healthHealth and Medicine

Why Do We Get Hangovers?

guest author image

Justine Alford

Guest Author

420 Why Do We Get Hangovers?
Aris Sánchez, via Flickr. CC BY-NC-SA 2.0

It’s New Year’s Day, which means that many of us are experiencing a  hangover. We’ve all had them before - well, 77% of drinkers anyway - and despite their often horrendous nature, they don’t seem to put us off getting boozy. But why do we actually get them, what is it about drinking too much alcohol that makes you feel like you want to crawl into a hole and cry the next morning? Let’s find out some of the science behind the morning after.

While we’re all familiar with the delightful symptoms of a hangover (headache, trembling, nausea, fatigue, dehydration, diarrhea, etc), scientists actually understand relatively little about what causes them. For many years, dehydration was blamed as the primary cause for hangovers. Alcohol is a diuretic, meaning it makes you pee more and hence makes you lose water. It does this by suppressing our body’s antidiuretic hormone vasopressin, which prevents you from urinating excessively. Also, if you’re shotting whisky or some other favorite tipple, you’re probably not drinking much water. But even after you’ve necked two pints of water as soon as you fall out of bed in the morning, you probably still feel dreadful.


PrinceOfLove, Shutterstock.

As Wired points out, scientists have found that, in general, the levels of electrolytes (minerals in our bodily fluids) aren’t significantly different between controls and people with hangovers, and even if they have spotted differences, they didn’t seem to correlate with the severity of the hangover. Furthermore, other studies have found no links between hormones associated with dehydration and hangover severity.

So, dehydration probably isn’t responsible for the majority of your hangover, but it might give you a banging headache. These are an unfortunate by-product of your body attempting to restore fluid levels. Your blood vessels narrow, restricting the flow of blood and oxygen to the brain, which then tries to compensate by dilating its blood vessels, which can cause swelling. Although the brain itself can’t feel pain, the discomfort may result from pain receptors in the lining that surrounds our brain.

So we've covered headaches, but what makes our stomach churn the morning after? Alcohol actually irritates your stomach and intestine, causing inflammation of the stomach lining and delayed emptying of the stomach contents. It also causes us to produce more gastric acid alongside increasing the levels of pancreatic and intestinal secretions. Both of these can lead to that delightful nausea we often experience, or even cause us to throw up.


Another candidate for the origin of a hangover is a toxic compound called acetaldehyde, which builds up as a byproduct as our body processes alcohol. It’s thought to be up to 30 times more toxic than alcohol itself, and has been found to produce hangover-like symptoms in studies.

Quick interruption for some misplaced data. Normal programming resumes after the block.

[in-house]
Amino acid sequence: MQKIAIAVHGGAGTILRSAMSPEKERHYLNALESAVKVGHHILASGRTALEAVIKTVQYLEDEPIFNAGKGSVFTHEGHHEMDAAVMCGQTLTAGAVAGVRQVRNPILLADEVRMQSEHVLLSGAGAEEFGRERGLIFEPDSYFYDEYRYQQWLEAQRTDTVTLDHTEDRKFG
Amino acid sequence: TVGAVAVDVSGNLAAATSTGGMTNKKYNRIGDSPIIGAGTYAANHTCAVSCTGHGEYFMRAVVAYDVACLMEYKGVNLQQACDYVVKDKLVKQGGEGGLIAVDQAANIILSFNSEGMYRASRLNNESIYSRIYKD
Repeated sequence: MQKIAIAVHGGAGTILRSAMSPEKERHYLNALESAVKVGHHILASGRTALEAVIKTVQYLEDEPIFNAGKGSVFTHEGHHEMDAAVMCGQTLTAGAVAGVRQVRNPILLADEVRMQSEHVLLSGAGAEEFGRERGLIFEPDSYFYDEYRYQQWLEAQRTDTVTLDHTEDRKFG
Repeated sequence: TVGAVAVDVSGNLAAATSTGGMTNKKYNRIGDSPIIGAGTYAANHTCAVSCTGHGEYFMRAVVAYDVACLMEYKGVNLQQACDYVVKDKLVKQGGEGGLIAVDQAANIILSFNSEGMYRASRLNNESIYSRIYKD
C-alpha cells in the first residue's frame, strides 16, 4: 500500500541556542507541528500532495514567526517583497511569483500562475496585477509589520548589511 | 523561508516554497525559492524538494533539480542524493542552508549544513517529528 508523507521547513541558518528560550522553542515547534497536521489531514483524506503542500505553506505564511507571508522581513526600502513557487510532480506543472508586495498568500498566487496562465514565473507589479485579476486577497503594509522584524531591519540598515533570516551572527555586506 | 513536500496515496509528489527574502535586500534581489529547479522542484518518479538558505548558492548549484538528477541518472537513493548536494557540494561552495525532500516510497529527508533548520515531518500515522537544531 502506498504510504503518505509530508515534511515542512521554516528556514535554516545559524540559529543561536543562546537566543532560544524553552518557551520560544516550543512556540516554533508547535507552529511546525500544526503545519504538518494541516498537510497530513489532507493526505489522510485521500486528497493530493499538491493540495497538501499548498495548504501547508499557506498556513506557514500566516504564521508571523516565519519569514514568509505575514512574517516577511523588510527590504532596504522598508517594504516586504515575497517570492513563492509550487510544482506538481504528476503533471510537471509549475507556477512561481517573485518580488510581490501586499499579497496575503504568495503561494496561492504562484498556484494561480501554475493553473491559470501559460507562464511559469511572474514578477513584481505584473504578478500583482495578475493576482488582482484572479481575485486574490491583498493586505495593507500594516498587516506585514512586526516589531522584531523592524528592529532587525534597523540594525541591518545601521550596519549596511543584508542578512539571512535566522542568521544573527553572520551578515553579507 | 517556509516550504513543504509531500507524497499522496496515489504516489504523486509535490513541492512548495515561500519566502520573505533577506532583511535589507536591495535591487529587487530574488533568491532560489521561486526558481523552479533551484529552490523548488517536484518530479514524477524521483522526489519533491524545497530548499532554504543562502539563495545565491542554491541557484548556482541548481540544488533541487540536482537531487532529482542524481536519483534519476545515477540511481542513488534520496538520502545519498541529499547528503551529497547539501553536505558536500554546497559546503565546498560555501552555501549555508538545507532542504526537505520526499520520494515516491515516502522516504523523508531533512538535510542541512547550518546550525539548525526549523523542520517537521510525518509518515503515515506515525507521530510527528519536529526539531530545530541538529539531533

One final intriguing hypothesis is that hangovers are actually the result of our immune systems. One Korean study found that people with hangovers also had high levels of cytokines, which are substances secreted by immune cells that are involved in inflammation and cellular communication. Normally, these help us fight off infections, but if you inject large enough doses into healthy people, they start to experience hangover symptoms like nausea, headache and fatigue. Furthermore, some lines of evidence have hinted that abnormally high levels of cytokines could disrupt memory formation in the brain, which could help explain why many of us wake up totally oblivious of our late night shenanigans.

So why do some people get worse hangovers than others? Well, some studies have suggested that it could be due to age, but different studies have produced conflicting results. Some found that adolescents could tolerate hangovers better than adults, which has been supported by many animal studies, but a large Danish study that was conducted recently also found the opposite: hangovers actually seemed to decrease with age. It seems the jury is still out on this one.

Another contributing factor is your choice of tipple. Different alcoholic beverages have varying amounts of compounds called congeners, which are sometimes produced during the fermentation process or added in afterwards. Some studies have found that beverages high in congeners, like brandy and red wine, are much more likely to result in a hangover than drinks with few or no congeners, like gin and vodka. However, a more recent study found that congener content didn’t actually cause differing effects on sleep, reaction time or memory the next day, despite participants reporting feeling worse on high-congener drinks. So, they might make us feel like dirt, but they don’t seem to be affecting our performance.


Happy hangover!

Akos Nagy, Shutterstock. 


healthHealth and Medicine
  • tag
  • alcohol,

  • hangover,

  • diuretic,

  • vasopressin,

  • drinking,

  • congeners